Backfields face off in ‘Farmageddon’ rivalry

O’Rien Vance tells reporters stopping the run is key for Iowa State’s matchup with Kansas State on Oct. 8, 2022. Anthony Hanson/KURE 88.5

By Anthony Hanson, KURE Sports Reporter

AMES- Iowa State returns to Jack Trice Stadium on Saturday to take on Kansas State. All eyes will be on the rushing attacks of the Big 12 rivals as they search for a conference win under the lights. 

Iowa State will attempt to prevent a three-game losing streak in the 6:30 p.m. matchup. The game can be streamed on ESPN+ Big 12 Now.  

Tale of Two Backfields

The Kansas State backfield of dual-threat quarterback Adrian Martinez and running back Deuce Vaughn certainly deserves some attention. Martinez and Vaugh both filled the stat sheet in wins against Oklahoma and Texas Tech. 

Martinez gained 300 rushing yards and seven touchdowns in the wins, and he’s enjoyed the company of Cam Newton and Lamar Jackson as the only Power 5 quarterbacks in the last 15 years with a similar two-game stretch. 

Vaughn was an All-American in 2021, and he notched career highs in rushing yards in the same two games. The tandem powered the Wildcats over the No. 6 ranked Sooners, a receiving votes Texas Tech team and earned them a spot in the top-20 nationally. 

Safe to say, the dynamic duo has played a major part in putting Kansas State back on the map in the Big 12 landscape. Kansas State is currently second behind Kansas with a 4-1 overall record in the Big 12 standings. 

The Iowa State backfield enters Saturday’s matchup in a different spot entirely. 

Injuries and inexperience have limited the Cyclone ground attack and the offense as a whole. Iowa State gained only 26 rushing yards in its loss to Kansas last week with Jirehl Brock out, and Cartevious Norton also dinged up.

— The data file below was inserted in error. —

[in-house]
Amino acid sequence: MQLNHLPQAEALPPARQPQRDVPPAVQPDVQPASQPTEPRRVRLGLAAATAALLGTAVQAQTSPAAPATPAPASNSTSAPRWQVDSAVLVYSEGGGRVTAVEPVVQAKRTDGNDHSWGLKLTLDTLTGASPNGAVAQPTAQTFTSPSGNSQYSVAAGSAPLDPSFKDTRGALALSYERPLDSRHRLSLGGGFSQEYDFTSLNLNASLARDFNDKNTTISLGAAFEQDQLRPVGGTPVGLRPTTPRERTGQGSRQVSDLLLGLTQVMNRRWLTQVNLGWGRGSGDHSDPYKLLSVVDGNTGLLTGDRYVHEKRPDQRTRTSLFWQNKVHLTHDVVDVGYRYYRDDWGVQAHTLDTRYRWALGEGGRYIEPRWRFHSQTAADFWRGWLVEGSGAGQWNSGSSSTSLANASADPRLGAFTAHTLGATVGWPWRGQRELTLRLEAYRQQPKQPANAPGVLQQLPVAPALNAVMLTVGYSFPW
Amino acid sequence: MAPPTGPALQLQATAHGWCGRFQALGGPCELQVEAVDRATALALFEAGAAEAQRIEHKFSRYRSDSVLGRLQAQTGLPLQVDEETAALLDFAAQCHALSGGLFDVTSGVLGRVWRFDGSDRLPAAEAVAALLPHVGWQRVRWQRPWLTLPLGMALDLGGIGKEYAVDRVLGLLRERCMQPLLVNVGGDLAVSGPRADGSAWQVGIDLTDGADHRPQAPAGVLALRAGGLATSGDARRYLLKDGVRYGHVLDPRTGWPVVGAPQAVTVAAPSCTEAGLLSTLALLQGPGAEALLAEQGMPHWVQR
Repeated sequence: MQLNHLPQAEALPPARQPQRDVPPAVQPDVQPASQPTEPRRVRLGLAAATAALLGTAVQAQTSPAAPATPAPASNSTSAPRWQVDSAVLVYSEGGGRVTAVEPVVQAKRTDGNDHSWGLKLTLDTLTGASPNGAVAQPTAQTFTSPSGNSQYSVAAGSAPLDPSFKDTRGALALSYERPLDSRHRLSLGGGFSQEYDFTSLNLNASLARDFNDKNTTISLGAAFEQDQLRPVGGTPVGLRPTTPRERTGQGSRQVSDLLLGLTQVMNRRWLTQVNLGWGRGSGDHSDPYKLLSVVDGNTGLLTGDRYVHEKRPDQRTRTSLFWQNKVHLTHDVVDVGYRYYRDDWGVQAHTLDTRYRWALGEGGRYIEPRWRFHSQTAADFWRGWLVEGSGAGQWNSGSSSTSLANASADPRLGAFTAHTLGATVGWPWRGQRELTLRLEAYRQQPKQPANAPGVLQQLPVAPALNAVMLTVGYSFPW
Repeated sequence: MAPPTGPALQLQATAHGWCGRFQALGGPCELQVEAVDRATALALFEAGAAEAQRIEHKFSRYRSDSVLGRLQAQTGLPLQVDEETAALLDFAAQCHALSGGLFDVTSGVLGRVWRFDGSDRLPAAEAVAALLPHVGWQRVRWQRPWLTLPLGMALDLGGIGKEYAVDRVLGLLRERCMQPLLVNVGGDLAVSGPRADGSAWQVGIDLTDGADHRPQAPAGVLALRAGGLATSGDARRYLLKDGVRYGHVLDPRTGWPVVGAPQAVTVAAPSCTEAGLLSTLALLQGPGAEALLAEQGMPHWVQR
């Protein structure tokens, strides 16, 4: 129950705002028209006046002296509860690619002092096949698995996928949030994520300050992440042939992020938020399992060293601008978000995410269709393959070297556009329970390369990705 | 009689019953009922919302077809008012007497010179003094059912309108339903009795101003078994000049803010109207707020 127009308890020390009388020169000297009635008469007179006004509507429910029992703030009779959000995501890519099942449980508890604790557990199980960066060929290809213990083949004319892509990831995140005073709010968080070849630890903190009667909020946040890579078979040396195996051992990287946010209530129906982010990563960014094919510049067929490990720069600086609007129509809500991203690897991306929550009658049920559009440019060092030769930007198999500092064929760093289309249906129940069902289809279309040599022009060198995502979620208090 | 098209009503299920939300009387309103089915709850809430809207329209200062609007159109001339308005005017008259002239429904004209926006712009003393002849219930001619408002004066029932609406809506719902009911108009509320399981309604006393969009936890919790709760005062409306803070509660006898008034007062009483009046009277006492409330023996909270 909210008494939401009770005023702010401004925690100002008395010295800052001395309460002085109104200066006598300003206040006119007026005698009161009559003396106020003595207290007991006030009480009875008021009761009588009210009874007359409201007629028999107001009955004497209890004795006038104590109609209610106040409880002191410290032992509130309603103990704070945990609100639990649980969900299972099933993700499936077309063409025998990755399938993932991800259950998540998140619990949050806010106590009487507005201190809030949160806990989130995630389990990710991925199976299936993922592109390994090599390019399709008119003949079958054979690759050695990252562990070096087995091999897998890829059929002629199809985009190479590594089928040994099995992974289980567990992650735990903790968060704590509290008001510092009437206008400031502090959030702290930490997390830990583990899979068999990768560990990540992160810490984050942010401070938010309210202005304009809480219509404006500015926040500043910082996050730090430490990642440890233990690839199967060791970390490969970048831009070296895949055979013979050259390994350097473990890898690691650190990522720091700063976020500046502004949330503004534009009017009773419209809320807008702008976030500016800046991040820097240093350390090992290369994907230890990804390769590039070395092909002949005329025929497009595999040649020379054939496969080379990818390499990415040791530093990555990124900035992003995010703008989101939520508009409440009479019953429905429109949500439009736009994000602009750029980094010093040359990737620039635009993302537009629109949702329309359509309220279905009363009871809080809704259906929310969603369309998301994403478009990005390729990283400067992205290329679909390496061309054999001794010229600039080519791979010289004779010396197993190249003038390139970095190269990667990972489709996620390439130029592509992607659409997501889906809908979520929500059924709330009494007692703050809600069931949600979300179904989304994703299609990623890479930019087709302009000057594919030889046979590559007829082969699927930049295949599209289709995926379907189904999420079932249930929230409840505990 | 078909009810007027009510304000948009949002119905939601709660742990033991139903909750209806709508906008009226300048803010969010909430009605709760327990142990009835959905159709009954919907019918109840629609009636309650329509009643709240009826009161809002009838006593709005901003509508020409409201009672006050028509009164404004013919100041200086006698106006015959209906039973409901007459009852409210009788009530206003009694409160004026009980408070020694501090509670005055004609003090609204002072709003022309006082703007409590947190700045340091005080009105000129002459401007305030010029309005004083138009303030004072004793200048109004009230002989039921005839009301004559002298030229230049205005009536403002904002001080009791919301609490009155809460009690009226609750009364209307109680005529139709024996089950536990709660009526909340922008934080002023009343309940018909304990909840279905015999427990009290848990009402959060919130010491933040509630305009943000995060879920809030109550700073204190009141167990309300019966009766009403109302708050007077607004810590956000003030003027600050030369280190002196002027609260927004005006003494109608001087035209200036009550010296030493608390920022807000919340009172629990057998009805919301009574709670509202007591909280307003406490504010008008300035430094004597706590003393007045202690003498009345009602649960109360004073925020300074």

Head coach Matt Campbell admitted the Cyclones missed Brock in the run game while facing the Jayhawks. But the Cyclone head coach downplayed the rushing woes, saying the game’s flow helped neutralize the rush. Iowa State did play from behind most of the matchup and faced 23 third and fourth downs, not exactly the conditions for a big game on the ground. 

The offense that has been tasked with replacing current NFL rookie Breece Hall has been underwhelming. But it’s not just one unit that takes the blame, Campbell said. The Cyclones have new faces in new spots in just about every position group. 

“Globally offensively, we’ve been a hair off at times,” Campbell said. “We need to be a hair-on and be better. That’s not just one group; that’s the global whole.”

There’s lots of growth ahead, according to Campbell, as the Cyclones mend “self-inflicted” wounds, get healthy and gain more experience in the coming weeks.

Iowa State receiver Dimitri Stanley fields questions from reporters leading up to a week six matchup with Kansas State. Anthony Hanson/KURE 88.5

In the passing game, Iowa State has enjoyed a more balanced approach. As early-season standout Xavier Hutchinson gains more attention from defenses, receivers Dimitri Stanley and Jaylin Noel have been able to even out the attack. 

Stanley, in particular, feels he’s gained more trust from quarterback Hunter Dekkers. He was on the receiving end of a 53-yard connection last week. It was the game’s longest offensive play for Iowa State. 

Stopping the run

While the offense may have been off in the Kansas loss, the defense kept Iowa State in the game. Iowa State limited Jalon Daniels and the ground attack of Kansas. Daniels had proven he was a dynamic runner and passer in the early season, but Iowa State didn’t allow any big plays to the Jayhawk quarterback. 

Linebacker O’Rien Vance even added another forced fumble to his league-leading total of three. 

“We got to stop the run,” Vance said. “That’s been one of our main focal points all season. If we can stop the run game, we can give our back end an opportunity to make plays on the ball and create turnovers.”

This week, the Cyclones have another capable dual-threat quarterback lining up across the line of scrimmage. 

“This, by far, is going to be an extremely physical game because that’s what it is,” Vance said. “It’s one of those rivalries where it’s fun – it just brings out the best in your team.”

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